Barred Owl at Twilight

Late on a dark gray, damp and cloudy January day, the sky was crowded with big leftover rain-clouds and a strong, cold wind was blowing from the west. Water stood and flowed in ditches and low spots and down hills all through the neighborhood, after yesterday’s heavy rains, and the ground was littered with small branches and other debris. All day a strong wind had kept the trees and shrubs tossing and bending and rippling wildly, as the temperature dropped. 

As I walked, the wind became a little less harsh, and the clouds were beautiful to watch, with blushes of pink and peach and cream here and there, appearing and disappearing, and small breaks where very pale turquoise showed through. But twilight seemed to come early, so when I saw a big dark shape among the tangled, bare branches of an oak near the side of the road, all I could see was a silhouette among the black-etched branches, sitting very still. But the shape and size were so distinctive there was never any doubt – it had to be a Barred Owl. With a very large, round head and thick neck, thick body, and a few tail feathers extending down from the branch where it sat. I could hardly believe my eyes, and came to a stop not far from the tree at all, and stood, looking up. This is the first time in many years I have seen a Barred Owl here, though we do still hear them now and then.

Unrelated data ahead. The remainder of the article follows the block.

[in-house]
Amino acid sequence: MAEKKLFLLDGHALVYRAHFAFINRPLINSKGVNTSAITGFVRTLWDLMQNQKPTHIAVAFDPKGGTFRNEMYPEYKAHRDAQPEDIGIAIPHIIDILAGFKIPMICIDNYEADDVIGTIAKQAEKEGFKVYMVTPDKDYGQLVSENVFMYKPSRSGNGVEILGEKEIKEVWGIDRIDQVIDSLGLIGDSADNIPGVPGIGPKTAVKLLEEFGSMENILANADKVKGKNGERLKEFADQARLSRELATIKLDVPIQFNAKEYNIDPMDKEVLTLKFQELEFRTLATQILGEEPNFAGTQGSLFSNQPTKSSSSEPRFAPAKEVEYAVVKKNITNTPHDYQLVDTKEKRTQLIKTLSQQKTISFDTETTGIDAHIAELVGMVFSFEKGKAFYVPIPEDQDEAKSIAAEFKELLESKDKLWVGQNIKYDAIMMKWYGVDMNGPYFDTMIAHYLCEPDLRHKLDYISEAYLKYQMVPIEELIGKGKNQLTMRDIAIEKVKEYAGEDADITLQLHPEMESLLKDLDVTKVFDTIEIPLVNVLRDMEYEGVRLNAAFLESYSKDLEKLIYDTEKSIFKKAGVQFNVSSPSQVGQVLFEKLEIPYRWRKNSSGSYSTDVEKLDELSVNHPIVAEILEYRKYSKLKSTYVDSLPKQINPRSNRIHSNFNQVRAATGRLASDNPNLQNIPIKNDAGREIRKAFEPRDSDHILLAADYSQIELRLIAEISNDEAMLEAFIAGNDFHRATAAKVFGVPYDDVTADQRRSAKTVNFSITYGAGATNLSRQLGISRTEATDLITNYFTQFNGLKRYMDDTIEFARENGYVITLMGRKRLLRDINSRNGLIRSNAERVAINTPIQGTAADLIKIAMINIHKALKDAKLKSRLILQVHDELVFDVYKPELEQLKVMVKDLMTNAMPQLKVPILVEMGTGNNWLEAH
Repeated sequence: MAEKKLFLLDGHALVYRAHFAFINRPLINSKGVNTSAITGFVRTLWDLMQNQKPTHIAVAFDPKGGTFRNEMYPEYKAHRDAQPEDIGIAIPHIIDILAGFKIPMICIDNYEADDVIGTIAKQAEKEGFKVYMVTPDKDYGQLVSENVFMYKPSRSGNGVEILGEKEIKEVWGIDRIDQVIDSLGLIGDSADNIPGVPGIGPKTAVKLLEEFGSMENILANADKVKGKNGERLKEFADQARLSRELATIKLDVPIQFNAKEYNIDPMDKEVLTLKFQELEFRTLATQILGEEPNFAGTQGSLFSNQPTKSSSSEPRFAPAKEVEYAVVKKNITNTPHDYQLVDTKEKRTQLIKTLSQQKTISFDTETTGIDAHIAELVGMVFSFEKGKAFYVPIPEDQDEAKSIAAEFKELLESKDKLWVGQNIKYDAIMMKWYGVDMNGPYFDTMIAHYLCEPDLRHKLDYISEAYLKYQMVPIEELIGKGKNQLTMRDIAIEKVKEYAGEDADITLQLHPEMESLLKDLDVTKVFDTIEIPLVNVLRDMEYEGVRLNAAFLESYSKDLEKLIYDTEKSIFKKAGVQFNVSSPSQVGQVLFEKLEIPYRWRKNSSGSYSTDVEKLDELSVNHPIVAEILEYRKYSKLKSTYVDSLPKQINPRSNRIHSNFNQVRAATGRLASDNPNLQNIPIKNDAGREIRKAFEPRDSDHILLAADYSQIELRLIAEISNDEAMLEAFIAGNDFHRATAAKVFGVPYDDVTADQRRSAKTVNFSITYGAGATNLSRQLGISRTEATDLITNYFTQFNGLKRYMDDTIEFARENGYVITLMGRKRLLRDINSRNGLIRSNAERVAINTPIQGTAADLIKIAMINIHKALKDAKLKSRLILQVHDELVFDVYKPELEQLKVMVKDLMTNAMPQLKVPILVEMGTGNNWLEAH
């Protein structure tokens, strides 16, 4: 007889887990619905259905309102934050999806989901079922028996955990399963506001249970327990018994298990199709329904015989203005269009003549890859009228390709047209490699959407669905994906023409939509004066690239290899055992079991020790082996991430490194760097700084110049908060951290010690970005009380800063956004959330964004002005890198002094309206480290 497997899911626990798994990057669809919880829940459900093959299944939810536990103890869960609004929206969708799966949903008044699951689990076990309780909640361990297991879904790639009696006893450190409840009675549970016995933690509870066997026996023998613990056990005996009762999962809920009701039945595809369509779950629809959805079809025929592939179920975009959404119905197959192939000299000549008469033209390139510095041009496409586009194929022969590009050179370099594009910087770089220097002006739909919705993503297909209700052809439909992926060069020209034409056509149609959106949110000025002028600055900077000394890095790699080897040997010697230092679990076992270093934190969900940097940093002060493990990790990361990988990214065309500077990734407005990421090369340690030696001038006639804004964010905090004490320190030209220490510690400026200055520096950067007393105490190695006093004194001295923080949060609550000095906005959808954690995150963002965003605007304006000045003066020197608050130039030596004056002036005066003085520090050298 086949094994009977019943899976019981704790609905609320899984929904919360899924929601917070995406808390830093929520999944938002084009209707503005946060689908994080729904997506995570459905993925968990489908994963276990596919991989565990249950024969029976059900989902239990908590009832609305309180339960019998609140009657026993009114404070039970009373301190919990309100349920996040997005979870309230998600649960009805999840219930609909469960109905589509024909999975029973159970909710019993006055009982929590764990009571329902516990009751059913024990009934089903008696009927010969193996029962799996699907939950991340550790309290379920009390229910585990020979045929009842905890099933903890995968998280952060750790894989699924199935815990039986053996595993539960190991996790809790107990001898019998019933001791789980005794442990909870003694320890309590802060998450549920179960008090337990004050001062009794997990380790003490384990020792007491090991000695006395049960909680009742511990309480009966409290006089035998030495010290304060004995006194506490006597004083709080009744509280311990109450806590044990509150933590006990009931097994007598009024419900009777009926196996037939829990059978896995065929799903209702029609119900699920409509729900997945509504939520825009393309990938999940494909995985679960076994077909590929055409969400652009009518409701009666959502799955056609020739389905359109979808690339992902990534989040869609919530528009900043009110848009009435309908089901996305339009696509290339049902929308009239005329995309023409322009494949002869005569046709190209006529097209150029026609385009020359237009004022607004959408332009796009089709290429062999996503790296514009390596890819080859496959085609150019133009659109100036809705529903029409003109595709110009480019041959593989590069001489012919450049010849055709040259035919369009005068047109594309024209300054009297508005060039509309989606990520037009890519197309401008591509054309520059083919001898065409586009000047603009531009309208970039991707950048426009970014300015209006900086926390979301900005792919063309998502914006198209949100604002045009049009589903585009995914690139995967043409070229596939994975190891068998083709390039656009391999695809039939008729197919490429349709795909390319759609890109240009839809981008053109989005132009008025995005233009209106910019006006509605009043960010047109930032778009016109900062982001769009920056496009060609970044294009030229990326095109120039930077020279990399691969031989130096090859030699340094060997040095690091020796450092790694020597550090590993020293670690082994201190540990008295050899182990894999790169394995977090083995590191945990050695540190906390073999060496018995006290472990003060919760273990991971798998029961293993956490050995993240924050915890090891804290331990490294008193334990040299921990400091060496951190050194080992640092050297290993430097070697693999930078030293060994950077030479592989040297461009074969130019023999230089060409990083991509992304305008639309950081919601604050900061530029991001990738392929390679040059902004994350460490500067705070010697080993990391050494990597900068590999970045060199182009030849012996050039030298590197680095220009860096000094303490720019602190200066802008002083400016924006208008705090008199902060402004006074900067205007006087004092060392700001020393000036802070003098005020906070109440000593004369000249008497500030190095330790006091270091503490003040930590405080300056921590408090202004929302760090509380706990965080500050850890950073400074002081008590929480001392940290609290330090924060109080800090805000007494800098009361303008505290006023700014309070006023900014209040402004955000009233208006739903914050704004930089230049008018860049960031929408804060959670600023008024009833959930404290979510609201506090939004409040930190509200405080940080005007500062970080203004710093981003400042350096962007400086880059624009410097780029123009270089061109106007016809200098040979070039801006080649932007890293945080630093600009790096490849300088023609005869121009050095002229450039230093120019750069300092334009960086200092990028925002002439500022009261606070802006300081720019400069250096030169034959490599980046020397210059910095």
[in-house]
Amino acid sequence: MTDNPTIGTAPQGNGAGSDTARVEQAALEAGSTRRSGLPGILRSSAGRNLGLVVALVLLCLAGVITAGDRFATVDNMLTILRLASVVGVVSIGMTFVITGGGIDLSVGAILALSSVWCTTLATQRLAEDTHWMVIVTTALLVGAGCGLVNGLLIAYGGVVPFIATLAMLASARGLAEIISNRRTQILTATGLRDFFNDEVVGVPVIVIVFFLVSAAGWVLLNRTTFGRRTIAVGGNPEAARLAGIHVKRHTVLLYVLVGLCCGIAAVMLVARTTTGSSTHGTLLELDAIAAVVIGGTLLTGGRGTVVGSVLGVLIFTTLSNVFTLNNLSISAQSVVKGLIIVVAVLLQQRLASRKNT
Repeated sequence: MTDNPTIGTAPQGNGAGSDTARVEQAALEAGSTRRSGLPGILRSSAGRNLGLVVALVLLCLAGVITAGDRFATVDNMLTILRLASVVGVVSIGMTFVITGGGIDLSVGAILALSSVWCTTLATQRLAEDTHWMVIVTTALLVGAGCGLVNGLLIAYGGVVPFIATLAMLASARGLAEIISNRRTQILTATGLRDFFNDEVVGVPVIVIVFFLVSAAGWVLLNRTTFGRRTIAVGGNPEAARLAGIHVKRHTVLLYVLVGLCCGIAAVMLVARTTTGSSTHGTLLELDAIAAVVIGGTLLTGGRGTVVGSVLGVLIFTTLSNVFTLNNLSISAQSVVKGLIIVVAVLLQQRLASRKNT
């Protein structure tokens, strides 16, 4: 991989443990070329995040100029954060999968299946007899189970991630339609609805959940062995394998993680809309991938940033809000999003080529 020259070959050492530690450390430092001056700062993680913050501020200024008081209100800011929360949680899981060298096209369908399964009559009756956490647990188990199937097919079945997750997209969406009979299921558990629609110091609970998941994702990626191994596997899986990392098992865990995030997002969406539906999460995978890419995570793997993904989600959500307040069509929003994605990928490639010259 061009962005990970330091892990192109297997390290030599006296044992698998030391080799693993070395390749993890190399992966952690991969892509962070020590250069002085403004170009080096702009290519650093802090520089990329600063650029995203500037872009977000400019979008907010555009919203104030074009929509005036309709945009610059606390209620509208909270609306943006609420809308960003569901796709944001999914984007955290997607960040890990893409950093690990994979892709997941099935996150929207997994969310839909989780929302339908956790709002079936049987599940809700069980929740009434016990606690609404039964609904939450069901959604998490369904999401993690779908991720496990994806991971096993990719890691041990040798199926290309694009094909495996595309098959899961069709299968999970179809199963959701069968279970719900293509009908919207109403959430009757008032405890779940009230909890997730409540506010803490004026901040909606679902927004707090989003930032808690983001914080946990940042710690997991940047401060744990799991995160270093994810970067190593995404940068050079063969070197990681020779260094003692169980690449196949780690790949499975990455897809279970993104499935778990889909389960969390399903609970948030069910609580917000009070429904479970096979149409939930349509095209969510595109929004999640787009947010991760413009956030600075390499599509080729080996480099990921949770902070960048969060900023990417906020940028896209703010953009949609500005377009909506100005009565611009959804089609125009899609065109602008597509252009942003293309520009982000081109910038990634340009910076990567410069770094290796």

And of course – I did not have binoculars. It was so late in the day, and so gray and so windy – and indeed, I saw and heard very few other birds. But rarely have I missed binoculars so much! Though it looked like full twilight, I’m sure I could have seen much more detail if I’d had them. A Barred Owl is large and mostly brown with white barring and mottling on its back and tail, and a buffy front with dark barring and streaks. It’s head and face are round, and its face is especially beautiful, with big dark eyes and very fine, intricate markings defining it. It does not have ears. As it was, I stood and watched and watched for many minutes. And the owl – sat where it was. Formidable and calm, mostly still, occasionally turning its big head one way or the other. It looked huge. I gradually moved a little closer and closer until I was right underneath the tree, but the owl was up pretty high, so I still couldn’t see any hint of color or detail. I tried some photos with my phone, without much luck, and even this did not seem to bother the owl.

Finally, I walked on a few steps further and turned so that I could see it from the other direction – and at that point, it flew, dropping down and turning away from me and the road to fly low across a mostly open grassy yard. Its wings flapped most of the way, not gliding. When it reached a line of trees beyond the yard, it flew swiftly up into one and at that point I had a very brief, clear view of its brown back and wings, before it melted into the woods.

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